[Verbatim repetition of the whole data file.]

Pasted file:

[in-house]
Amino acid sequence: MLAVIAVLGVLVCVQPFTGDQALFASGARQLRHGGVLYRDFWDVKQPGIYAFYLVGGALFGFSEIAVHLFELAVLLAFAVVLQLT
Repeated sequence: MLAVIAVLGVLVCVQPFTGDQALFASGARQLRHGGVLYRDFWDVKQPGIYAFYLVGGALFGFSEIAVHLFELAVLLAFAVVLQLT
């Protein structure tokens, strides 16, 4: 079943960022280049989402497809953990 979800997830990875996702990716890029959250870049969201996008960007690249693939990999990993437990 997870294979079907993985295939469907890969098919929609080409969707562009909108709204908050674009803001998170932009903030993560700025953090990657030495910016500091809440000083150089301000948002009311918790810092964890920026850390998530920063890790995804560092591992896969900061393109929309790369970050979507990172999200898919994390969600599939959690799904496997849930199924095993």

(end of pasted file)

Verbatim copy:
[in-house]
Amino acid sequence: MLAVIAVLGVLVCVQPFTGDQALFASGARQLRHGGVLYRDFWDVKQPGIYAFYLVGGALFGFSEIAVHLFELAVLLAFAVVLQLT
Repeated sequence: MLAVIAVLGVLVCVQPFTGDQALFASGARQLRHGGVLYRDFWDVKQPGIYAFYLVGGALFGFSEIAVHLFELAVLLAFAVVLQLT
């Protein structure tokens, strides 16, 4: 079943960022280049989402497809953990 979800997830990875996702990716890029959250870049969201996008960007690249693939990999990993437990 997870294979079907993985295939469907890969098919929609080409969707562009909108709204908050674009803001998170932009903030993560700025953090990657030495910016500091809440000083150089301000948002009311918790810092964890920026850390998530920063890790995804560092591992896969900061393109929309790369970050979507990172999200898919994390969600599939959690799904496997849930199924095993």